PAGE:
The widespread use of immune checkpoint inhibitors in several malignancies has revealed new immune-related adverse events. Bullous pemphigoid (BP) is an antibody-driven autoimmune disease characterized by skin inflammation and fluid-filled bullae. Herein, a 69-year-old man with lung squamous cell carcinoma developed multiple vesicles and tense bullae 3 weeks after the initiation of a programmed death-1 (PD-1) inhibitor, pembrolizumab, and chemotherapy. Biopsy revealed a subepidermal bulla with lymphocytic and eosinophil infiltration, and immunohistochemical studies predominantly showed CD4+ cells, a few CD8+ cells, and the occasional CD20+ lymphocyte. The serum anti-BP180 antibody level, as well as the interleukin-6 and interleukin-10 levels, were elevated compared to the lower levels of tumor necrosis factor-α. Eosinophil levels were high and consistent with the development of blisters. A diagnosis of BP associated with PD-1 inhibitor therapy was made, and the Common Terminology Criteria for Adverse Events classification was grade 3. Immunotherapy was permanently discontinued, and the patient's bullous lesions failed to react to high-dose systemic corticosteroids combined with minocycline and niacinamide. Intermittent blister recurrence occurred in 2 months, eventually improving with the administration of two courses of intravenous immunoglobulin. At 5 weeks of follow-up, the patient's tumor was reduced on a computed tomographic scan. Despite stable BP treatment, however, he repeatedly developed complications due to the complexity of his underlying disease and could not be treated with anti-tumor therapy. Early recognition and management of serious immune-related bullous dermatologic toxicity are essential for patient safety.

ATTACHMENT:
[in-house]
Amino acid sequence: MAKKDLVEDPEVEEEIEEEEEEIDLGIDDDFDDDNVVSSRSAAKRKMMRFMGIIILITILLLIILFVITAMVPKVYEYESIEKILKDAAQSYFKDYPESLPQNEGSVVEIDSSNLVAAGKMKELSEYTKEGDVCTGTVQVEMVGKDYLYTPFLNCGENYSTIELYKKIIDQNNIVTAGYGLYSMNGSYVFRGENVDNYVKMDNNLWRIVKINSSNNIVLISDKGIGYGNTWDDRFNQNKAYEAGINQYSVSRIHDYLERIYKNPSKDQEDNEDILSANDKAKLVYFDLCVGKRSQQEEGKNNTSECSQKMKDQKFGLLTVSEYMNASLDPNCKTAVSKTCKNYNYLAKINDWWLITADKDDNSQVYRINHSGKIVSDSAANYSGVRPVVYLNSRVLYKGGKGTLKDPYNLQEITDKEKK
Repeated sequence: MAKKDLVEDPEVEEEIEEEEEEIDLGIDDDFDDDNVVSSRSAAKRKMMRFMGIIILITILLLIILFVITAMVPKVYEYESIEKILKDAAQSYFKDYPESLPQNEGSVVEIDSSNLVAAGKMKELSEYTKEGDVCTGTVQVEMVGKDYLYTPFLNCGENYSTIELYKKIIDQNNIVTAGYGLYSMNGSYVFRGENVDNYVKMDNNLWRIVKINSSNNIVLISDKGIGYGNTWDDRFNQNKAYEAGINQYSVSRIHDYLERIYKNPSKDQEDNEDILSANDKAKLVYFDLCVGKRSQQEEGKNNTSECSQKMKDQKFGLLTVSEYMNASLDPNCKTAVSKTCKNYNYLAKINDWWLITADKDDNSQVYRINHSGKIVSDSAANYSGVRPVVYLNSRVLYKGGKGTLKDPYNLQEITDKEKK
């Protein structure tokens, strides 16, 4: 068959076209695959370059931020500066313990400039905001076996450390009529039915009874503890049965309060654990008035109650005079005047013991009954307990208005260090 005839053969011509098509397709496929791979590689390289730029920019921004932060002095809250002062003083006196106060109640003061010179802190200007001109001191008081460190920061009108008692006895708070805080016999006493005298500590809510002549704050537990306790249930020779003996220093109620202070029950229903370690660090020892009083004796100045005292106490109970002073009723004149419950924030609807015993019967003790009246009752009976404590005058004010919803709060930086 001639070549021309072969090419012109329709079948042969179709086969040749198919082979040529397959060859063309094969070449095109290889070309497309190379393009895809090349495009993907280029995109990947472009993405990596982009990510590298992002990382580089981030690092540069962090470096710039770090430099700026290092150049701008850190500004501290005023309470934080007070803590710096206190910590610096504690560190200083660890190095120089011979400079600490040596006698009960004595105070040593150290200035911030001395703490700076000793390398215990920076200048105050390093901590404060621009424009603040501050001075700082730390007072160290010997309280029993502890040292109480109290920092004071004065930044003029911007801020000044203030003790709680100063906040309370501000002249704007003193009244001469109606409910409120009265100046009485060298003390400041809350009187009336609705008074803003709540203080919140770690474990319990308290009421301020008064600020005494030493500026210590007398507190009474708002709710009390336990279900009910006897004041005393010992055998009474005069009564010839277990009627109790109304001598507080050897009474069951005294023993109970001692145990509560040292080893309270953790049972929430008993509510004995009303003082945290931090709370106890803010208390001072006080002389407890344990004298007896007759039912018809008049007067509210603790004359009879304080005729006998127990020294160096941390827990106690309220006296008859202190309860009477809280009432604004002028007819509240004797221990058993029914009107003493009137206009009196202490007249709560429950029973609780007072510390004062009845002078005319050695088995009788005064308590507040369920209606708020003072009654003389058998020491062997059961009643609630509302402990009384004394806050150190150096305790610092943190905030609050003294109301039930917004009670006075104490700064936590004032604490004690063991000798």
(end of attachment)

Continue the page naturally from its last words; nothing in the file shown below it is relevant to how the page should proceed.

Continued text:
Keywords: bullous pemphigoid; immune checkpoint inhibitor; intravenous immunoglobulin; lung carcinoma; pembrolizumab.
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